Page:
"This beetle is moving very fast, and it may be in the avocado-growing region of Florida within a year or two," Koch says. "The avocado industry is very concentrated – about 7,500 acres southwest of Miami – and an invasion by these beetles could cause major damage to the production of avocados."

Koch is part of a team that hopes to devise a plan in case the Redbay Ambrosia beetle moves to southwest Miami, as they predict. The team is currently monitoring the beetles' path and hopes to catch them – and stop their progress – before they get to avocado trees. The biggest problem for researchers is that it's hard to tell a tree has been infested until it begins dying.

"There are a lot of people very concerned about the potential of this predator attacking avocado trees. And no one knows quite what to do," Koch says. "Some are trying to figure out if they can protect avocado trees with fungicides. Others wonder if it is possible to closely watch the avocado orchards and isolate and remove any infected trees as soon as they begin to show signs of wilting. Researchers are trying to determine the effectiveness of these options in hopes of coming up with a solution to protect avocado groves."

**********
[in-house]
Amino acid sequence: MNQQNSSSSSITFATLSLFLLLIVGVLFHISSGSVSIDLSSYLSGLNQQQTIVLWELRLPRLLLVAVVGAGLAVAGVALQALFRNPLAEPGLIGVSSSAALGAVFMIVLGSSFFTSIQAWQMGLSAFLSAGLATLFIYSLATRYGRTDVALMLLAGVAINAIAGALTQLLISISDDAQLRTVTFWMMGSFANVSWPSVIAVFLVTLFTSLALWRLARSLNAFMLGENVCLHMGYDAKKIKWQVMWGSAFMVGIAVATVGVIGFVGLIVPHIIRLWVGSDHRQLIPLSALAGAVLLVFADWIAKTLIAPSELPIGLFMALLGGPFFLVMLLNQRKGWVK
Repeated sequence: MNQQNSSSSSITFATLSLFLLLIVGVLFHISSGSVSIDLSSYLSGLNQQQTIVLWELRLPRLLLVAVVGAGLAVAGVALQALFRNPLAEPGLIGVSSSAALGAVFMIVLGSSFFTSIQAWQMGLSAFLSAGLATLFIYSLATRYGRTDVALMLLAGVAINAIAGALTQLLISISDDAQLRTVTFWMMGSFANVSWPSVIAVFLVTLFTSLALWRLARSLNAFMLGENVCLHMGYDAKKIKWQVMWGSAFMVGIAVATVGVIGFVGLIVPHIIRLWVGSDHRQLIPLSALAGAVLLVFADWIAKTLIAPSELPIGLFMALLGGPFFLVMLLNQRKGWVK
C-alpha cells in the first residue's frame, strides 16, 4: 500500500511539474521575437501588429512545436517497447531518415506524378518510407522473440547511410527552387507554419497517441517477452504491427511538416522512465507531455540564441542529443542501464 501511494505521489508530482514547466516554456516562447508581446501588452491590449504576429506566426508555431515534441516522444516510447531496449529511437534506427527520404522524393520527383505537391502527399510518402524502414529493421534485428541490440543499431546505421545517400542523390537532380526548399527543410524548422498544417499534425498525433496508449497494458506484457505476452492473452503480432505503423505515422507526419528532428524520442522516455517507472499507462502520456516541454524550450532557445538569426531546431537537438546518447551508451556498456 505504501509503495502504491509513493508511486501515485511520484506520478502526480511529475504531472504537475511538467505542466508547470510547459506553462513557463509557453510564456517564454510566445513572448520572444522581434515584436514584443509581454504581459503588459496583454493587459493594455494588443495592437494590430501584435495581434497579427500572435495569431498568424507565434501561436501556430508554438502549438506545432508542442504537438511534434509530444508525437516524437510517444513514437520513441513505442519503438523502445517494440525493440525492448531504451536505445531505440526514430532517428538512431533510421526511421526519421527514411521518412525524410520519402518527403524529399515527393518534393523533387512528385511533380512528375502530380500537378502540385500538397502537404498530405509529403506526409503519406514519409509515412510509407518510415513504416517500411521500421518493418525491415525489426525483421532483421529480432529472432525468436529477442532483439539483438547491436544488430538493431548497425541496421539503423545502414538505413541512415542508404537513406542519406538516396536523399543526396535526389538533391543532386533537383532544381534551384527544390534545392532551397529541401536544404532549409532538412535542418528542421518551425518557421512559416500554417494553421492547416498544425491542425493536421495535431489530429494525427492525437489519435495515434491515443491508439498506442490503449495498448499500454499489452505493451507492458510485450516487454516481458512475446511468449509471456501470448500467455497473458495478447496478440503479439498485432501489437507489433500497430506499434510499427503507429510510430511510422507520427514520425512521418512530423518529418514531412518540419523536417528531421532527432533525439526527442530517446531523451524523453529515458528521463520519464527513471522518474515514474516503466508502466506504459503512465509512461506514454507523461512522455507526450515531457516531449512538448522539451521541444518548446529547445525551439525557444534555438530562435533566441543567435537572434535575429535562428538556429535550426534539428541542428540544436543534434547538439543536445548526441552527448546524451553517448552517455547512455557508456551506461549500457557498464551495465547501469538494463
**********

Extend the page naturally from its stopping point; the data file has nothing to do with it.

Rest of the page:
Caroline M. Barnhill | EurekAlert!
Further information:
http://www.ncsu.edu

More articles from Agricultural and Forestry Science:

nachricht Alkaline soil, sensible sensor
03.08.2017 | American Society of Agronomy

nachricht New 3-D model predicts best planting practices for farmers
26.06.2017 | Carl R. Woese Institute for Genomic Biology, University of Illinois at Urbana-Champaign

All articles from Agricultural and Forestry Science >>>

The most recent press releases about innovation >>>

Die letzten 5 Focus-News des innovations-reports im Überblick:

Im Focus: Fizzy soda water could be key to clean manufacture of flat wonder material: Graphene